Days after Imran Khan’s maiden visit to the US as Pakistan Prime Minister, the Pentagon notified the US Congress on Friday of its decision to approve military sales worth USD 125 million that would result in 24×7 end-use monitoring of the F-16 fighter jets of Pakistan.
However, US officials asserted that the freeze in security assistance to Pakistan on Donald Trump’s direction since January 2018 is still in place.
The latest decision would help it in 24×7 end-use monitoring of the F-16 fighter jets in that country as this would require the assignment of 60 contractor representatives there to assist in the oversight of the F-16 programme.
“There has been no change to the security assistance suspension announced by the president in January 2018. As the president reiterated this week, we could consider the restoration of certain security assistance programmes consistent with the broader tenor of our relationship,” a state department spokesperson told PTI.
He referred to the notification sent in this regard by the Pentagon to the US Congress on Friday.
“This proposed sale will support the foreign policy and national security of the United States by protecting American technology through the continued presence of US personnel that provide 24×7 end-use monitoring,” he said.
“The State Department has made a determination approving a possible Foreign Military Sale to Pakistan for Technical Security Team (TST) in continued support of the F-16 program for an estimated cost of USD 125 million,” the Defense Security Cooperation Agency said in a statement.
The Pentagon delivered the required certification notifying the US Congress of this possible sale on Friday.
According to the statement, Pakistan had requested a continuation of technical support services – US government and contractor technical and logistics support services – and other related elements of logistics support to assist in the oversight of operations in support of the Pakistan Peace Drive advanced F-16 programme.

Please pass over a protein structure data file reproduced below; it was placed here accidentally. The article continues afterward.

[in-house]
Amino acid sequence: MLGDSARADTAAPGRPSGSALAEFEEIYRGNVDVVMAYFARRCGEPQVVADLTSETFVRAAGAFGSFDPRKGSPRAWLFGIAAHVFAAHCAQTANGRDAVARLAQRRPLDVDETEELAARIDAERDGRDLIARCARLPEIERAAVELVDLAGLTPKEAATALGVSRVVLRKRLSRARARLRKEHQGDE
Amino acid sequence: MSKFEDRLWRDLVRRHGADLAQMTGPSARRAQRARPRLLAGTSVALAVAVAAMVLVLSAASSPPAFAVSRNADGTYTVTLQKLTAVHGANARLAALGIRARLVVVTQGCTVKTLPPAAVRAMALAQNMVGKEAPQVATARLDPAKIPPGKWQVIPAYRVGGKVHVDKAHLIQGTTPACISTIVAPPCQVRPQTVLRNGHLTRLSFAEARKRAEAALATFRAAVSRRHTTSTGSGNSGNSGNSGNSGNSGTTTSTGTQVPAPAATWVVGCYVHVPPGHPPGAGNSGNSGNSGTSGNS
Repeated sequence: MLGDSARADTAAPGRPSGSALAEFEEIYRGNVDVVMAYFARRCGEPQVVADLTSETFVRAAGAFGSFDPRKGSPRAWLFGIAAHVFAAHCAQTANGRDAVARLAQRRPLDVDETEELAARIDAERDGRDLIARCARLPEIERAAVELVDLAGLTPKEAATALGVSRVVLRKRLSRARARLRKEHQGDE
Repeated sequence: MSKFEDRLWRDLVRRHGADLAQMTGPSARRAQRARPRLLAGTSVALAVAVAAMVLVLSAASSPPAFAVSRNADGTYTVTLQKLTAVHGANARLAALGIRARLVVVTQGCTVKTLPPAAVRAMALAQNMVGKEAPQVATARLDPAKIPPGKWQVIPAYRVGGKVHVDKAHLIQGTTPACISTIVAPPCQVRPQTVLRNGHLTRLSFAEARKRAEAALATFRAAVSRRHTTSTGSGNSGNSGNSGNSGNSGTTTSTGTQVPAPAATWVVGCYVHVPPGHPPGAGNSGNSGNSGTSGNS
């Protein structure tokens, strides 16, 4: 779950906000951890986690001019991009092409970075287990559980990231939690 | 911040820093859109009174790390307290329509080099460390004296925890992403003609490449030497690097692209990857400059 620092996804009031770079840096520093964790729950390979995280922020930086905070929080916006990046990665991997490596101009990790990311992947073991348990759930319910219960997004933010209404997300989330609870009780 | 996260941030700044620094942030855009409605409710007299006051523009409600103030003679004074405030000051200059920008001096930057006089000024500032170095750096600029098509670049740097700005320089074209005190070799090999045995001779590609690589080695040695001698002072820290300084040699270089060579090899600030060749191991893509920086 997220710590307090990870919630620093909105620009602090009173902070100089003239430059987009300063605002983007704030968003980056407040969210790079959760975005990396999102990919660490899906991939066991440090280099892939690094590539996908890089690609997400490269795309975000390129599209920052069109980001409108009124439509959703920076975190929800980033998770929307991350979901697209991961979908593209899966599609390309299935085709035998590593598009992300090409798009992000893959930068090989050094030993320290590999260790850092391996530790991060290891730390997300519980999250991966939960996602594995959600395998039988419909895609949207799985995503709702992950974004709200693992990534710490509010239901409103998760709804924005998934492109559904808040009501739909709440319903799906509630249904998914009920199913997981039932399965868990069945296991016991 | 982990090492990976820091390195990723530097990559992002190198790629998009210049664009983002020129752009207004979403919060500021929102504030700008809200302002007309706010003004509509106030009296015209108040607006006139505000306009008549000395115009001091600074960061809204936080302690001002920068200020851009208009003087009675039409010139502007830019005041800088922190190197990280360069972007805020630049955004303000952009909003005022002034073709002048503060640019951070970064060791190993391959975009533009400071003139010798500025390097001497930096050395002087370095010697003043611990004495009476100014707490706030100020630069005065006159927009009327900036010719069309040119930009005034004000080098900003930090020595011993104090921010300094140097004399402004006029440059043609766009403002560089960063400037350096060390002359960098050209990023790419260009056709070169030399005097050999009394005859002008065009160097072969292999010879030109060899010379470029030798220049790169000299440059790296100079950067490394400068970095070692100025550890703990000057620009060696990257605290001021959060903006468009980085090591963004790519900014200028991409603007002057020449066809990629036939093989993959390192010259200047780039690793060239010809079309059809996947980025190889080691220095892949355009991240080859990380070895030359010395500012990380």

In its notification, the Pentagon, however, asserted that the proposed sale of this support will not alter the basic military balance in the region.
“Implementation of this proposed sale will require the assignment of 60 contractor representatives to Pakistan to assist in the oversight of operations as part of the Peace Drive F-16 program,” the statement said.
After the IAF airstrikes on Balakot, Pakistan had used F-16 fighter jets to target military posts at Jhangar and Nowshera in Jammu and Kashmir.
According to the IAF, one F-16 was shot down by Wing Commander Abhinandan Varthaman with his MiG 21 Bison aircraft in the dogfight on 27 February.
According to F-16.Net, the aircraft order by Pakistan was designated as “Peace Drive I”, continuing with a long tradition of naming the F-16 international sales programmes with the word “Peace”.
The programme raised the total number of F-16s ordered by Pakistan to 54. The Pakistan Air Force received its first F-16, in the block 15 F-16A/B configuration, in 1982. The country has been operating the Lockheed Martin aircraft since 1963 when it received C-130B airlifters.
The “Peace Drive I” order was for 12 F-16Cs and six F-16Ds, all powered by the Pratt & Whitney F100-PW-229 engine.
Meanwhile, during his visit to the US, Imran Khan had sought Donald Trump’s mediation in the Kashmir issue.
Khan had also held talks with US Secretary of State Mike Pompeo for enhanced cooperation, including expanded trade and investment.
(With PTI inputs)